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Predictions of Changes in Child Immunization Rates Using an Automated Approach: USA

Mannion, Niall (2020) Predictions of Changes in Child Immunization Rates Using an Automated Approach: USA. Masters thesis, Dublin, National College of Ireland.

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Immunizations help to save millions of lives each year from infectious diseases. Declining rates
of immunizations caused by concerns about their safety and sociodemographic/socioeconomic
factors have resulted in a rise in deaths from infectious disease. Past studies in the area of
immunization hesitancy have focused on generating advanced statistical and machine learning
techniques that non-coders may not be able to use. This research designed a platform using R
Markdown that analysed immunization related content from Twitter and Google Trends,
generated data mining models using patient survey data to predict whether or not a child will
receive immunizations, and predicted trends in immunization coverage with time series
forecasts. The work generated a visual dashboard of the online content, and the SuperLearner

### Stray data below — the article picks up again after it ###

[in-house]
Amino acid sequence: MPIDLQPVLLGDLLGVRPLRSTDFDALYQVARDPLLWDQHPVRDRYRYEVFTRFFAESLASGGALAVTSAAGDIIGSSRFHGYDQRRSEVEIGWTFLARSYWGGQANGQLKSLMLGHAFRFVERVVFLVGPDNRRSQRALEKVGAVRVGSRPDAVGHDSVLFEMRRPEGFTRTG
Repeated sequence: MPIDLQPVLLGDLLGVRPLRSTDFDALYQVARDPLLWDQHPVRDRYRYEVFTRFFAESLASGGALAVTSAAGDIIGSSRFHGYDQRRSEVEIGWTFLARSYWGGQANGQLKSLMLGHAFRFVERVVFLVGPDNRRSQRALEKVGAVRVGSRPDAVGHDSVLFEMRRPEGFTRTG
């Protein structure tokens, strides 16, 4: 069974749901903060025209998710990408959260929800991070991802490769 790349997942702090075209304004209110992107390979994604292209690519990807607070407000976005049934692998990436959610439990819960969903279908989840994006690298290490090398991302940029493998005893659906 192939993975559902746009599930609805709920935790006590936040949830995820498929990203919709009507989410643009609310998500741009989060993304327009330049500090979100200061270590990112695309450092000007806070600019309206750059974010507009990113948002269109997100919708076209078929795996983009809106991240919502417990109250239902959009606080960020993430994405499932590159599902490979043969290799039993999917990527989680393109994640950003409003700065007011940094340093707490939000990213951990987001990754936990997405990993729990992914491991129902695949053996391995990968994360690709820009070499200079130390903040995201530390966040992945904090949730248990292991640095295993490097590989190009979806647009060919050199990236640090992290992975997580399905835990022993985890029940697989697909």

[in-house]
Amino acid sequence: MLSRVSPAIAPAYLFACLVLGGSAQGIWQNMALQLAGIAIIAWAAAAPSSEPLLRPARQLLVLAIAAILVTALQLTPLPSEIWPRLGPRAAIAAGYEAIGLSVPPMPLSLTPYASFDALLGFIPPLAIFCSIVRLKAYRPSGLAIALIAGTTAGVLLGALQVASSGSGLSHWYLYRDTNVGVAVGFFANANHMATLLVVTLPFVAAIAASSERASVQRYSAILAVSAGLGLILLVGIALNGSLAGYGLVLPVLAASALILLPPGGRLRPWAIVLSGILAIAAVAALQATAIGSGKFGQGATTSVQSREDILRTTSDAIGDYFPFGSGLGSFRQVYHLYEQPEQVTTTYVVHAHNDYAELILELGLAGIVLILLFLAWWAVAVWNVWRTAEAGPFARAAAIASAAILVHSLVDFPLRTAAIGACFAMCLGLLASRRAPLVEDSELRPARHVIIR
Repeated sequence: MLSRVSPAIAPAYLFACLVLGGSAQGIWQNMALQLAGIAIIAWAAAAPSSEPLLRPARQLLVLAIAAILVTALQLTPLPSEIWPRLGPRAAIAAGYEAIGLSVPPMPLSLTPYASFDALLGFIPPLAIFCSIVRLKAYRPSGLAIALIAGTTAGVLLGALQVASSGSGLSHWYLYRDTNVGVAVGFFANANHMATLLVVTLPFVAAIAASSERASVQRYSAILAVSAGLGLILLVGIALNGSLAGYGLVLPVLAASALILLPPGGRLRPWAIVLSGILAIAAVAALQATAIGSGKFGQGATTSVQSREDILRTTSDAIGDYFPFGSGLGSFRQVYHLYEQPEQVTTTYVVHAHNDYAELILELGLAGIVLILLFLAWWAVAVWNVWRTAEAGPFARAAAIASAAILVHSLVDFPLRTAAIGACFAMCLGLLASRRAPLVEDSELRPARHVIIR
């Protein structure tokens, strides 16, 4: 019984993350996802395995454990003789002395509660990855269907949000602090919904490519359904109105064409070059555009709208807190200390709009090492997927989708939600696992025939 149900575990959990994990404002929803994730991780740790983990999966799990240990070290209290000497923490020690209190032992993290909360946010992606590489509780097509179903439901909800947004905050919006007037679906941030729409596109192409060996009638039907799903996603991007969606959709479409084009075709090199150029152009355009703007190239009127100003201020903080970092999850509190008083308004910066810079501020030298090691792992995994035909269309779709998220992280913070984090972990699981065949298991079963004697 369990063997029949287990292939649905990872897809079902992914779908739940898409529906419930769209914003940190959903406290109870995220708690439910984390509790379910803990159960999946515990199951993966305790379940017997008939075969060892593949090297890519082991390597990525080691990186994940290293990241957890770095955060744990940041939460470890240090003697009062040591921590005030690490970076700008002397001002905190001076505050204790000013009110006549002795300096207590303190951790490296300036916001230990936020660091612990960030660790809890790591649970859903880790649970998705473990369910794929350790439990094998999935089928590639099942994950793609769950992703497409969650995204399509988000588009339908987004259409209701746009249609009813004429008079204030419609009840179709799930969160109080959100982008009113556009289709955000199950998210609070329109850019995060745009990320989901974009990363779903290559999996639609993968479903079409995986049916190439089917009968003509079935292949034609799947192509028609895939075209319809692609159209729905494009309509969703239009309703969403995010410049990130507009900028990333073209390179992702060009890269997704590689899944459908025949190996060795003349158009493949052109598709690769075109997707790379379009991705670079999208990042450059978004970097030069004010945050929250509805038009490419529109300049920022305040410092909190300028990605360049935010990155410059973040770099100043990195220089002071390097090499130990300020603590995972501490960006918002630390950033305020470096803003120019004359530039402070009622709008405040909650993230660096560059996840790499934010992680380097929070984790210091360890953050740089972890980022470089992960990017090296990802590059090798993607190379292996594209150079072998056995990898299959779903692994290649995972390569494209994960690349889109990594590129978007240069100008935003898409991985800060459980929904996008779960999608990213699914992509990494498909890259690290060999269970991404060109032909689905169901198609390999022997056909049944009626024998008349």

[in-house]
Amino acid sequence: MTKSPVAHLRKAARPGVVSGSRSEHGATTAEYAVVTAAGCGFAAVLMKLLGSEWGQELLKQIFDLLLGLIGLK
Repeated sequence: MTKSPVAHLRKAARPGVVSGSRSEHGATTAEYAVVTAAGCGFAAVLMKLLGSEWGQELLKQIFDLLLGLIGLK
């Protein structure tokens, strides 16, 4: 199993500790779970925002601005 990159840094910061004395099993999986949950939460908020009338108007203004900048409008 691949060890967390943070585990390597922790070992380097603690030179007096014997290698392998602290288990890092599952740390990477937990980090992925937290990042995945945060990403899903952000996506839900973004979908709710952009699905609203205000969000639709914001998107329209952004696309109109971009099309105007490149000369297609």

data mining model was the most accurate model in predicting child’s immunization status, with
76% accuracy, sensitivity of 30.01% and specificity of 80%. Timeseries forecasts had a mean
absolute error of 6.83. The simple automated platform could be used by healthcare workers
and public health officials to model trends in immunization coverage and anticipate changes in
immunization rates to prevent deaths from infectious disease.

Item Type: Thesis (Masters)
Subjects: Q Science > QA Mathematics > Electronic computers. Computer science
T Technology > T Technology (General) > Information Technology > Electronic computers. Computer science
Q Science > QA Mathematics > Computer software
T Technology > T Technology (General) > Information Technology > Computer software
R Medicine > RA Public aspects of medicine
Divisions: School of Computing > Master of Science in Data Analytics
Depositing User: Dan English
Date Deposited: 18 Jan 2021 14:16
Last Modified: 18 Jan 2021 14:16

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